Former Prime Minister Ehud Olmert worked for the offensive cyber company, Intellexa, which was recently added to the notorious U.S. blacklist, Ynet learned on Thursday.
Olmert was scheduled to represent Intellexa in a meeting planned with a German security agency, and in a conversation with "Shomrim" (the Guardians) - an independent, nonprofit news organization established to strengthen Israeli democracy through investigative journalism - Olmert confirmed that he provided guidance to the company but emphasized the business relationship terminated several months ago.
Intellexa, founded by two senior officers from the Israeli Intelligence Corps, operates abroad and thus does not require approvals from the Defense Ministry for its transactions. In recent years, its use of spyware has come to light, including by non-democratic governments, against human rights activists, journalists, and politicians. These revelations recently led the U.S. government to blacklist the company.
Olmert's association with Intellexa was exposed as part of the international investigative project "Predator Files." The investigations were based on documents and testimonies received by the French magazine "Mediapart" and the German "Der Spiegel," with analysis conducted by 15 media outlets under the leadership of European Investigative Collaborations. "Shomrim," through the ICJ, was the Israeli partner in the project. Amnesty Tech, the digital forensics lab of Amnesty International, assisted in the technological findings analysis.
Intellexa is a group of cyber companies registered in various countries, including Cyprus, Ireland, Macedonia, Israel, and more. The driving force behind its establishment was former IDF Lieutenant Colonel (Res.) Tal Dilian, the former commander of Unit 81 - the technological unit in the IDF Intelligence Corps' special operations branch. He left the army in 2002 following a corruption scandal in his unit, which included allegations of personal misuse of unit resources. The case closed without charges, but Dilian received a reprimand from the Deputy Chief of Staff. In the book "The Pit" by journalists Dan Margalit and Ynet correspondent Ronen Bergman, Dilian claims that the entire affair was a conspiracy against him.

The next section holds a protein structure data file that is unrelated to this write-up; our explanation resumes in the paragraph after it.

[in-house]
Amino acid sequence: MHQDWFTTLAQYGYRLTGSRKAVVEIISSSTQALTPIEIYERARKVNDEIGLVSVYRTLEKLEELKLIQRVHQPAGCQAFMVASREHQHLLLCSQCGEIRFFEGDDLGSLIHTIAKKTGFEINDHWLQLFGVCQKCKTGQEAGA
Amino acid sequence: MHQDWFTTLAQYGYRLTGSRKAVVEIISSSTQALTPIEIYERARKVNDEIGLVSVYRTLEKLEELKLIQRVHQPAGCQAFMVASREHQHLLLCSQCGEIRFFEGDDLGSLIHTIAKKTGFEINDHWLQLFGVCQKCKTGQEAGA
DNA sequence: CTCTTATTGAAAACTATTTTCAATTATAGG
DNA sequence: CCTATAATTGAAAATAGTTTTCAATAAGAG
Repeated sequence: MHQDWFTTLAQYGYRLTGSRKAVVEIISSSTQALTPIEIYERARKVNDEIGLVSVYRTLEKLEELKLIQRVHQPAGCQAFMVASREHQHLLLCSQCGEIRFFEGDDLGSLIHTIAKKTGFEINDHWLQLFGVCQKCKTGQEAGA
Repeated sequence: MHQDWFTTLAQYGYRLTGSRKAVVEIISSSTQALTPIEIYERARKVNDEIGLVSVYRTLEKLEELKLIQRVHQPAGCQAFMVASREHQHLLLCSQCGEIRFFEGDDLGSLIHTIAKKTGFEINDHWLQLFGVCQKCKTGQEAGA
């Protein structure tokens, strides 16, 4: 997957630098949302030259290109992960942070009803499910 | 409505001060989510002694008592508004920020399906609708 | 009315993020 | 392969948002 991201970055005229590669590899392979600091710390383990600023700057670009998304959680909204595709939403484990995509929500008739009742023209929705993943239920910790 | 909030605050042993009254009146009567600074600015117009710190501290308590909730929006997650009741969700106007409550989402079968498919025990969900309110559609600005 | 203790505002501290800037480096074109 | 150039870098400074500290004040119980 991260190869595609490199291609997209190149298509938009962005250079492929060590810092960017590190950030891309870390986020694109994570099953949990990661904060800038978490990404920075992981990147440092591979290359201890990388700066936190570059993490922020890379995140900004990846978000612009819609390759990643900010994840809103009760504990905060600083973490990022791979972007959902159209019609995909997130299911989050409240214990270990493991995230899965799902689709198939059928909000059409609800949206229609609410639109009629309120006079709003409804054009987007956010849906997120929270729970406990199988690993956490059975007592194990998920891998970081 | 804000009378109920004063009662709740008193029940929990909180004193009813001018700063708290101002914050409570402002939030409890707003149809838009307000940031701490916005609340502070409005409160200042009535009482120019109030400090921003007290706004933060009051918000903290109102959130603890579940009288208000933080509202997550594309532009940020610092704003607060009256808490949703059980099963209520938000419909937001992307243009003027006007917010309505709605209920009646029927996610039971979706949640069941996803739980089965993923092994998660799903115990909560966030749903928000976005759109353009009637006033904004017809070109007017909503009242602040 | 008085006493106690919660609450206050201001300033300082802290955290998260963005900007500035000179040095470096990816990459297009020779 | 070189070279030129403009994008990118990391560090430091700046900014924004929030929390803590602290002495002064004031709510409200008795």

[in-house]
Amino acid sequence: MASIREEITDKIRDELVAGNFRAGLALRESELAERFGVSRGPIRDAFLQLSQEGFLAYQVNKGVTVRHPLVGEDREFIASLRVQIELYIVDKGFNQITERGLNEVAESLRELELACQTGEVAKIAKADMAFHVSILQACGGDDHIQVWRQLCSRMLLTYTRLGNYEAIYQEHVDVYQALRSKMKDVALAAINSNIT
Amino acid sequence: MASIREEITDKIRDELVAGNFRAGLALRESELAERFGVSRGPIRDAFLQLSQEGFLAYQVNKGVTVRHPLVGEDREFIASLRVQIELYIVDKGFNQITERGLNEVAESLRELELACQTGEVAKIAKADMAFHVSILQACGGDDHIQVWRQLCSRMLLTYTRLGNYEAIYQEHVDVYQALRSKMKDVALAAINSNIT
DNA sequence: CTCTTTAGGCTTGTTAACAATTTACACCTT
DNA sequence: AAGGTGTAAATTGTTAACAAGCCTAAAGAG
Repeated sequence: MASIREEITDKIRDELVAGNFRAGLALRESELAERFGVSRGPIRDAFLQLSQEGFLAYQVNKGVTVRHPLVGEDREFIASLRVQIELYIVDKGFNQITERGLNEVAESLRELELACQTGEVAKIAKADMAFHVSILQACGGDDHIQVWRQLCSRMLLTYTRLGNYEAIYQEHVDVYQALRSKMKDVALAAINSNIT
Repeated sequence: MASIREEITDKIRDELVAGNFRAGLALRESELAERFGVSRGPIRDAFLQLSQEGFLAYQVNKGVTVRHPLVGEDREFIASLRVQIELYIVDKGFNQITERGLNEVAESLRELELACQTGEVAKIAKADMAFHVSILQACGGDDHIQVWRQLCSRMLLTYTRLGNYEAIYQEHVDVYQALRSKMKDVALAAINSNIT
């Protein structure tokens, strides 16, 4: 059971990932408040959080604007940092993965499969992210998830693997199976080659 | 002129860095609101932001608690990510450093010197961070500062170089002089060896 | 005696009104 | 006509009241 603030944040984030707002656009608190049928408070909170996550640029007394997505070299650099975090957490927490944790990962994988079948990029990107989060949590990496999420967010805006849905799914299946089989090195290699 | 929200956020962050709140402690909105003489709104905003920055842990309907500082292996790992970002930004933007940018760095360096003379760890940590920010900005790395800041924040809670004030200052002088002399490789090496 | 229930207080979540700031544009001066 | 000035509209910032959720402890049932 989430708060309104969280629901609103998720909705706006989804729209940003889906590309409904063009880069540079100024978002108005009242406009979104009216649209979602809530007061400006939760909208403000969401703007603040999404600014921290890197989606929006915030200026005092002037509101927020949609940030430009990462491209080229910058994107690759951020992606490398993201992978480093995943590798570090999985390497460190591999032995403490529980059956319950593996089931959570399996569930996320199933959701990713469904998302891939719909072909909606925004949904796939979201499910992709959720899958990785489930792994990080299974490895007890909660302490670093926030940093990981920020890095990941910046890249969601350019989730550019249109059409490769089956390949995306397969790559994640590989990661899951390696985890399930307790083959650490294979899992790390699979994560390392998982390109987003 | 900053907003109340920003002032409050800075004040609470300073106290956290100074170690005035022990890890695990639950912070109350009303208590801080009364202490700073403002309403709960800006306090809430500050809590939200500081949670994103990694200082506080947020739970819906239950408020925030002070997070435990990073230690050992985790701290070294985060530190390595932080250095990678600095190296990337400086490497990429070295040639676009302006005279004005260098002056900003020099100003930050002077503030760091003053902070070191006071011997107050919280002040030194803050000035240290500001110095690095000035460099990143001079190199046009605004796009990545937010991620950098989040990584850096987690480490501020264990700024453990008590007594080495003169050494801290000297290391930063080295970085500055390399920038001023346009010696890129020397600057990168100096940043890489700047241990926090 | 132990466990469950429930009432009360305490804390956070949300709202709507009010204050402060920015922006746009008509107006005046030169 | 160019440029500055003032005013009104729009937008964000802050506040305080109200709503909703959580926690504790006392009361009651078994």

Intellexa's best-selling product is "Predator," a powerful spyware capable of taking control of a cellular device remotely and turning it into a tracking device, including content extraction and control of the camera and microphone. As part of the "Predator Files" investigative project, a long list of countries that acquired or received offers to purchase Predator and other tracking products has been exposed. These countries include Egypt, Malaysia, Cameroon, Mauritius, Sierra Leone, Vietnam, Madagascar, and others. It is highly questionable whether the Defense Ministry approved the sale of Israeli cyber technology to these countries.